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When it comes to women coaching women's teams, Big 12 falls well below the national average

Ayoka Lee moves a basketball away from a defensive player
Colin E. Braley
The Associated Press
Kansas State's Ayoka Lee scored a NCAA women's basketball single-game record of 61 points in January 2022

While 63% of NCAA Division I women's basketball teams have female coaches, the rate is 40% in the Big 12 conference.

This year, the NCAA instituted changes to promote gender equity in college basketball. However, gender gaps still remain as only 63% of NCAA Division I women's college basketball teams have a woman as coach.

Male coaches have more jobs open to them than their female counterparts. Nicole LaVoi, director of the Tucker Center for Research on Girls & Women in Sport at the University of Minnesota, explains.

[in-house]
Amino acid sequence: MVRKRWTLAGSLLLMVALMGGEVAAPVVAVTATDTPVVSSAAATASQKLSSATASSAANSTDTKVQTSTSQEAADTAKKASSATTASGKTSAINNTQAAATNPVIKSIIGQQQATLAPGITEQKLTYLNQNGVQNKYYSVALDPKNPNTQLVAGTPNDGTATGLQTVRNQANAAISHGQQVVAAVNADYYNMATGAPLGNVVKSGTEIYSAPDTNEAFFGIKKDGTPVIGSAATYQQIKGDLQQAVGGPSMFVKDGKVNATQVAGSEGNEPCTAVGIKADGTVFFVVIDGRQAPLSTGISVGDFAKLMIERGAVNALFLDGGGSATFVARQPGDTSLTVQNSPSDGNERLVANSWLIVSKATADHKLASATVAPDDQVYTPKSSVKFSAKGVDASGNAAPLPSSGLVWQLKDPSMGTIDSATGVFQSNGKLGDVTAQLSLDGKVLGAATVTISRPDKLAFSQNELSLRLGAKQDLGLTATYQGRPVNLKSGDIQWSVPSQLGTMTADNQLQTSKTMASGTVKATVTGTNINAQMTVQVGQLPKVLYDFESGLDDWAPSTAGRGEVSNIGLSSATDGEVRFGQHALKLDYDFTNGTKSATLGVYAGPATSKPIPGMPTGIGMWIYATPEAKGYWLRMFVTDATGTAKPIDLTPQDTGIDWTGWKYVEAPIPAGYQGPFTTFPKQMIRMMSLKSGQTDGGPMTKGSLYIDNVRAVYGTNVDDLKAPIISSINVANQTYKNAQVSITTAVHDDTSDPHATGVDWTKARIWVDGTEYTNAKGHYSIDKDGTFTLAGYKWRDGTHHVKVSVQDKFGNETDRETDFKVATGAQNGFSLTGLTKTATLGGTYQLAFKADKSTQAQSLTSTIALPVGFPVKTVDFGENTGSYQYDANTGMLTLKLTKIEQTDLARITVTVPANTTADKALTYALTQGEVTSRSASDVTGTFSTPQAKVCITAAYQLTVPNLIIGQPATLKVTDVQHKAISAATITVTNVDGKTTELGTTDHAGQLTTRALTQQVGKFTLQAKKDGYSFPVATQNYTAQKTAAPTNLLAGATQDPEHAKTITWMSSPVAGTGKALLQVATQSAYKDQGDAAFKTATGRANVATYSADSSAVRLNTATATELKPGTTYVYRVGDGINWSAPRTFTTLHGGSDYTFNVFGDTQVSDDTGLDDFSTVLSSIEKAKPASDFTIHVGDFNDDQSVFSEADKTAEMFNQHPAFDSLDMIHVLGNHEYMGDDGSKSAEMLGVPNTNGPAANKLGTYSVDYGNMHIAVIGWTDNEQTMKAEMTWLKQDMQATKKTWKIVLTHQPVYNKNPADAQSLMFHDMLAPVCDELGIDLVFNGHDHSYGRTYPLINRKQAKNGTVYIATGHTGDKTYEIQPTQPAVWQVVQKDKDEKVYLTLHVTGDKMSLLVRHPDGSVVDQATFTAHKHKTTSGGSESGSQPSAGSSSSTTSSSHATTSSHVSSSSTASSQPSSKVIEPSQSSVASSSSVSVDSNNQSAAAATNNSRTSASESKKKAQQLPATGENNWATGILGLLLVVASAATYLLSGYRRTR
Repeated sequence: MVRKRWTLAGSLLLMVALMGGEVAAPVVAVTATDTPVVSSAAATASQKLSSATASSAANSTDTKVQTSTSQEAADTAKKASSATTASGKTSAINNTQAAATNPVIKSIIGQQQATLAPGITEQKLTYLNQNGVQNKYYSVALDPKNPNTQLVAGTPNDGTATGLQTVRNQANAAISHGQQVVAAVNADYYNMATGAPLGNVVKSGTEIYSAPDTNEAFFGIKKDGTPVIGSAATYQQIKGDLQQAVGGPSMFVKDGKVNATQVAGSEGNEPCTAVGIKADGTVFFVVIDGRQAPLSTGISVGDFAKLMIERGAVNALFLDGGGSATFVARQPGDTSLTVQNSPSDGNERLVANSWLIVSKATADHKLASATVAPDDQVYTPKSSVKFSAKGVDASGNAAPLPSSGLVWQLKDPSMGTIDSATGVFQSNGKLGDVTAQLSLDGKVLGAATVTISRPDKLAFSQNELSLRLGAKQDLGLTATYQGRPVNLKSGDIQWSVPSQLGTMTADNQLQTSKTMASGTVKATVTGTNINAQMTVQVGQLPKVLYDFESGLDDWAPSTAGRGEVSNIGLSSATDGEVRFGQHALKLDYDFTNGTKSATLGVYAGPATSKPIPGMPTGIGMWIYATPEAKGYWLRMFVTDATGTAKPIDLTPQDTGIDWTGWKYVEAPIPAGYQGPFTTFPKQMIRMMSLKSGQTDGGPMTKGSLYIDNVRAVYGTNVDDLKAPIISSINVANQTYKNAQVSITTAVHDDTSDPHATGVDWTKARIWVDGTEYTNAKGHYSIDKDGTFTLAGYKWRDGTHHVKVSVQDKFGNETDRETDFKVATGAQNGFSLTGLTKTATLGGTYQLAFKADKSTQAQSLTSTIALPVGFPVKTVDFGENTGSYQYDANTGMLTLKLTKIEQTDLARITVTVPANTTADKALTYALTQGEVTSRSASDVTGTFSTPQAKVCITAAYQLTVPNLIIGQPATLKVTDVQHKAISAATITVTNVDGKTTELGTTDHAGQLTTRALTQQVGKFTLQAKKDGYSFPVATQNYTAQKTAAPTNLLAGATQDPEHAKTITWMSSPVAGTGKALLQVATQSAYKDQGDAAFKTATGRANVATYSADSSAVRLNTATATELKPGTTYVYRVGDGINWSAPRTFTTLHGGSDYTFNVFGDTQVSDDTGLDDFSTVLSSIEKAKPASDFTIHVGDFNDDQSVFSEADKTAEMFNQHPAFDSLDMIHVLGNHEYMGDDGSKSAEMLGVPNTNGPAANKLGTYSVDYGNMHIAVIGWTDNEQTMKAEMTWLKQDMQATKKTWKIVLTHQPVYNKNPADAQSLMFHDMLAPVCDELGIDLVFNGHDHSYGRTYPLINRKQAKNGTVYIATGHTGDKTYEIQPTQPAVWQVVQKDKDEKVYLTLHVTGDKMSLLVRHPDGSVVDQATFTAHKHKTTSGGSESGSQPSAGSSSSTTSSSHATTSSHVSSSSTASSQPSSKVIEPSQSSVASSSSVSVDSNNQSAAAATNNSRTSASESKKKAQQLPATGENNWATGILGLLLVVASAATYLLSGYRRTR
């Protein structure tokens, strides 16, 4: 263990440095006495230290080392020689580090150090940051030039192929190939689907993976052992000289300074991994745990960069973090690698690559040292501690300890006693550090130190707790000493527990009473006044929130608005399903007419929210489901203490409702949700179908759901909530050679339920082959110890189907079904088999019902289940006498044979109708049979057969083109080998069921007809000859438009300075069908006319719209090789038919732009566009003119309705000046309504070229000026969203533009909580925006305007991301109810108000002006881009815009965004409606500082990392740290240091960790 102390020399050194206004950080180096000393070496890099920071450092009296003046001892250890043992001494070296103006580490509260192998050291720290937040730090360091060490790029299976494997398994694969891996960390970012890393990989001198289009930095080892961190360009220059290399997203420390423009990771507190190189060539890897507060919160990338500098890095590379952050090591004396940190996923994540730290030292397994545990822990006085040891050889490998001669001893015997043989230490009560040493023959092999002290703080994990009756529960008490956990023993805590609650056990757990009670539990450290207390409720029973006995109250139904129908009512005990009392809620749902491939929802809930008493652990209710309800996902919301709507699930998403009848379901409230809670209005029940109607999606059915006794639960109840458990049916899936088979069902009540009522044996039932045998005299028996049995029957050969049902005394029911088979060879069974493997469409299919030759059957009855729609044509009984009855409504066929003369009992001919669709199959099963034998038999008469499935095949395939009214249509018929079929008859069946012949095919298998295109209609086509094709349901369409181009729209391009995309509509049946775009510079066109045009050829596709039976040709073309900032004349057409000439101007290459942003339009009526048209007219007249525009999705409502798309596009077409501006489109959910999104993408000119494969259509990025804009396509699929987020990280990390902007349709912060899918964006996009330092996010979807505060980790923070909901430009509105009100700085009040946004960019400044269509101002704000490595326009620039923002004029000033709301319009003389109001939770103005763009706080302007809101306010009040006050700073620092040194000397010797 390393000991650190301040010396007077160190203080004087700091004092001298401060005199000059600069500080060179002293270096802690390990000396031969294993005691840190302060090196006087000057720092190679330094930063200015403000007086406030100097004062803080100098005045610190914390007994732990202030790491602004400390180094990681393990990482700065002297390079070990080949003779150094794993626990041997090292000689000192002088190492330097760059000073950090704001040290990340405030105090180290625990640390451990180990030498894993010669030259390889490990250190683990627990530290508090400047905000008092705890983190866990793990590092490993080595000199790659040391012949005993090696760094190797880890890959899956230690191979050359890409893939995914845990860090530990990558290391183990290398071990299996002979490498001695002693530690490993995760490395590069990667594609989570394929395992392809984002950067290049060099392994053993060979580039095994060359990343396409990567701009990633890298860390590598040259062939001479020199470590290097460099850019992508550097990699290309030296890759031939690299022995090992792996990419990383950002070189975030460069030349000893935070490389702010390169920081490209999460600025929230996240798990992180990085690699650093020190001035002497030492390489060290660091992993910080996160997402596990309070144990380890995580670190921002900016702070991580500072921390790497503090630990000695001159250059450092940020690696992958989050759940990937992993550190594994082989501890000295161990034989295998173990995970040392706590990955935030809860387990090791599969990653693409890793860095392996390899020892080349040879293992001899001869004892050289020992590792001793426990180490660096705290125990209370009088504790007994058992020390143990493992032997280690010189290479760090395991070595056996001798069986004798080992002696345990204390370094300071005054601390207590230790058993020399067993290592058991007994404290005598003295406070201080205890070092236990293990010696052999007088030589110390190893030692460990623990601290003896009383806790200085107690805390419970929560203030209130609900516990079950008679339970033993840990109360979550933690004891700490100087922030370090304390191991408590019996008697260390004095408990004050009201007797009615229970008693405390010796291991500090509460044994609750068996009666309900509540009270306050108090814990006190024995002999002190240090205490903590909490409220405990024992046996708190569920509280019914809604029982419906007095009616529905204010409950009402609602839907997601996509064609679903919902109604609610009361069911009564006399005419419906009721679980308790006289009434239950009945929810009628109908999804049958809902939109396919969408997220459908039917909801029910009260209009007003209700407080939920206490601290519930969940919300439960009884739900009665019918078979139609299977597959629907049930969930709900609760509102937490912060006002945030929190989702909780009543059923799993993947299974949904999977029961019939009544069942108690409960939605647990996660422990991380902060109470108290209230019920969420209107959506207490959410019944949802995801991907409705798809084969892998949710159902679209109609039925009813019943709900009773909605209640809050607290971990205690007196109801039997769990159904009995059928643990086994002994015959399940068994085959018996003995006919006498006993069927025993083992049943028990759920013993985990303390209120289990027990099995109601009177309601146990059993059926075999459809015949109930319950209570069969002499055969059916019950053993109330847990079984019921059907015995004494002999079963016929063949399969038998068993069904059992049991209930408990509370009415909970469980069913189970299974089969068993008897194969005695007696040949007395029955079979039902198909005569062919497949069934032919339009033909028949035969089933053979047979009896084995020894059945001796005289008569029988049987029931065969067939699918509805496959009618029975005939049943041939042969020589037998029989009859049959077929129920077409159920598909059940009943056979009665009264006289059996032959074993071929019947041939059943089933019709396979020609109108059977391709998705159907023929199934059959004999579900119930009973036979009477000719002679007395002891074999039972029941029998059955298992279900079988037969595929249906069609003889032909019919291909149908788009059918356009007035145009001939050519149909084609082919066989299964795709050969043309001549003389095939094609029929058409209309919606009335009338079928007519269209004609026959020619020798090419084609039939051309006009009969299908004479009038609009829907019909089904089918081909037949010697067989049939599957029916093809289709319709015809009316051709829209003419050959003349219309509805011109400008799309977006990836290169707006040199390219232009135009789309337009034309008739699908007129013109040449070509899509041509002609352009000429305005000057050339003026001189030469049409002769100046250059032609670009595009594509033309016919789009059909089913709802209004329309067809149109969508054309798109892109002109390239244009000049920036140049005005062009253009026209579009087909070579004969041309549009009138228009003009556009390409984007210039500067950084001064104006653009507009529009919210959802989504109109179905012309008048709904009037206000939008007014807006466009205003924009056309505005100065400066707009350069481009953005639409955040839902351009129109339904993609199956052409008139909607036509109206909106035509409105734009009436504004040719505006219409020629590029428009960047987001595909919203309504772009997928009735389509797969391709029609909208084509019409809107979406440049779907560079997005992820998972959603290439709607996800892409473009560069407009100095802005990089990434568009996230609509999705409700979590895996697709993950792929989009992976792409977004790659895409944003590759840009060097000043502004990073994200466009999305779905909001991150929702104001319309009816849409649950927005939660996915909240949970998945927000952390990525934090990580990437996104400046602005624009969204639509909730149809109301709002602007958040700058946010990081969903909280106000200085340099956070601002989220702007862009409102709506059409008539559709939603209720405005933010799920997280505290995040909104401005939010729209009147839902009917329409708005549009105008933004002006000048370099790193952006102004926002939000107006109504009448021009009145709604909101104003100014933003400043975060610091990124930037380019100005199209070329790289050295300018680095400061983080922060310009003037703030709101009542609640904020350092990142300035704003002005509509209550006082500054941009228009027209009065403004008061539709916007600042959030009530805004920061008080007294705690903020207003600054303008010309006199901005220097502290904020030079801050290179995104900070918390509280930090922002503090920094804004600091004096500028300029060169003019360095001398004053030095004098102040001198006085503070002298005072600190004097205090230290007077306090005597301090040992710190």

"Men are afforded the opportunity to coach women. There are very, very few women that are afforded the opportunity to coach men. And that's what we need to change."

Danielle Donehew, the executive director of the Women’s Basketball Coaches Association, emphasizes the importance of representation in college basketball to close the coaching gender gap.

"You want your student athletes to see people that look like them in leadership positions," says Donehew.

After controversy last spring, the NCAA conducted a gender equity review. Changes to this year's women's tournament were implemented to include using March Madness branding and expanding the field to 68 teams, like the men's tournament, but the coaching inequity remains.

Making college basketball more equal across genders includes more than the coaching staff. Donehew wants the NCAA to restructure the women's basketball broadcast media contracts and revenue distribution policies so they are comparable to men's basketball.

"There are still many more steps to go," says Donehew.

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